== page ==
The Coming Political VIOLENCE

[note: it is totally uncool for me to reprint this section of an interview conducted by Greg Sargent in The Washington Post, as I’m doing it without permission. But I’m doing it because this is an emergency situation. People need to know. The article is behind a paywall.]

“…But hovering over these hearings will be a broader, unanswered question: whether the United States is developing an endemic problem with political violence and, in coming years, how bad it might get.

“For an unflinching look at this larger context, I reached out to Rachel Kleinfeld, a specialist in political conflict who has studied the breakdown of democracy and the rule of law in many countries.

Greg Sargent: You’ve written that the Republican Party has a “militia problem.” Can you describe it?

Rachel Kleinfeld: For the last few years, we’ve seen an uptick in Republican parties at the local level — though occasionally at the state level — using militias for security at party events, having militias vote on party business, in one case in Michigan having militias introduce legislation. You’re seeing a lot of photo-ops with militia members — things that normalize their interaction with the democratic process.

“These militias are being used to threaten other Republicans who aren’t part of this antidemocratic faction.

Sargent: It seems as though some GOP and right-wing politicians are hovering in a gray area. They’re endorsing violent attacks on the opposition without facing serious party discipline, fantasizing about settling political differences via paramilitary combat, vastly minimizing the Jan. 6 insurrectionist violence or erasing it with propaganda, and describing Jan. 6 rioters facing prosecution as ‘political prisoners.‘ “Has this gray area been replicated by other countries that went on to spiral into worse political violence?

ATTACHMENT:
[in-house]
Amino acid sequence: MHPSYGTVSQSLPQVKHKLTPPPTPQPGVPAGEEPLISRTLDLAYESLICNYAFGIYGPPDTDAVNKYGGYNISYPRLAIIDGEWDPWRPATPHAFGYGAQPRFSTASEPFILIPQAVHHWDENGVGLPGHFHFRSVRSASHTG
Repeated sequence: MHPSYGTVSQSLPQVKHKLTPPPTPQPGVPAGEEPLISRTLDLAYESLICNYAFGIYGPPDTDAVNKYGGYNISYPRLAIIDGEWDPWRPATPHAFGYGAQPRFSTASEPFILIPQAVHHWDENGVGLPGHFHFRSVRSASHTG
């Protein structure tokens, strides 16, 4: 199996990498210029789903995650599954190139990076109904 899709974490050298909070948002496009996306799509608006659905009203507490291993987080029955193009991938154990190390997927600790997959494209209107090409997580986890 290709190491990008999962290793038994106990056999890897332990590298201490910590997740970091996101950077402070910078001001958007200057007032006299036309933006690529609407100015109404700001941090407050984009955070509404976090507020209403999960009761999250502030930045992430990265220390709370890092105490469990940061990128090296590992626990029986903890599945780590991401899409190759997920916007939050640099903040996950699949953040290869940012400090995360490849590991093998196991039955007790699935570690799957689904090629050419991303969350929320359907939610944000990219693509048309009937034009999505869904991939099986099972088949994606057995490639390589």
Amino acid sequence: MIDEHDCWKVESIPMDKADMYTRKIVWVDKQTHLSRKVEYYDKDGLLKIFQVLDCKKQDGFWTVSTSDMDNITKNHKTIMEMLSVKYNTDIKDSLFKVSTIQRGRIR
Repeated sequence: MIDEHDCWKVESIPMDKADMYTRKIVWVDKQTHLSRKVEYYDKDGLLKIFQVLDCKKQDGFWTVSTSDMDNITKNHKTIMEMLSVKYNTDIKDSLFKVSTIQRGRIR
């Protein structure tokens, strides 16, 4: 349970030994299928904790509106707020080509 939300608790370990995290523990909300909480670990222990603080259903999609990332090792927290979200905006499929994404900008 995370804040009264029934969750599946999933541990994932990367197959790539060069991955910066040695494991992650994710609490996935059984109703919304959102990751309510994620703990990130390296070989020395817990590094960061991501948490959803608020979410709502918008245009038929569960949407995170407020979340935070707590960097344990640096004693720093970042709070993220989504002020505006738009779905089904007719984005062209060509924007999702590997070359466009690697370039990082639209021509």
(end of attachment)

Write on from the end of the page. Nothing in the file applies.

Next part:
Kleinfeld: One of the things we know about other countries that descend into greater political violence is that violence is preceded by a dehumanization phase. America is well along in that phase: things like misogyny, racial epithets, calling Democrats “groomers” and comparing them to pedophiles.

“The next stage is making violence against those dehumanized opponents seem more normal. You’re starting to see GOP candidates posing with rifles — everything from Rep. Thomas Massie’s family Christmas photo to Eric Greitens’s new ads about hunting RINOs.

“Sometimes it’s against Republicans who are not part of the antidemocratic faction. Sometimes it’s against Democrats. But either way, dehumanization normalizes the idea that harming those dehumanized opponents is legitimate.

“We know from other countries that have descended into really serious political violence that this is a trajectory, and we’re on it. We’re actually pretty far advanced on it.

Sargent: What would a further spiraling downward from here look like? One can imagine something like this: Threats of violence toward election administrators get worse. Election outcomes, particularly when Republicans lose, are violently contested with more regularity. Now-routine chatter about Democratic rule being illegitimate gets increasingly endorsed by GOP party actors, leading to violent attacks on politicians.

Some experts in democratic breakdown fear something akin to “the Troubles” in Ireland. What’s your worry? Is it similar to what I just laid out?

Kleinfeld: It’s actually a little worse. The percentages of Americans endorsing violence are approaching Northern Ireland’s Troubles at their height in 1973.

“Right now, the antidemocratic faction of Republicans is targeting three groups: the pro-democratic faction of Republicans; election officials in both parties who are maintaining free and fair elections; and a lot of regular people they’re targeting with dehumanization and violence, to build their own base.

“If the antidemocratic faction wins, then I think the heightened violence we’re seeing now will continue. But if they start losing, then they’ve built up a lot of hatred — a lot of distrust in the system — and then the violence is going to get out of their control. It’ll look more like an insurgency. A disaffected left, not connected to the Democratic Party, is also justifying violence. It could get ugly.”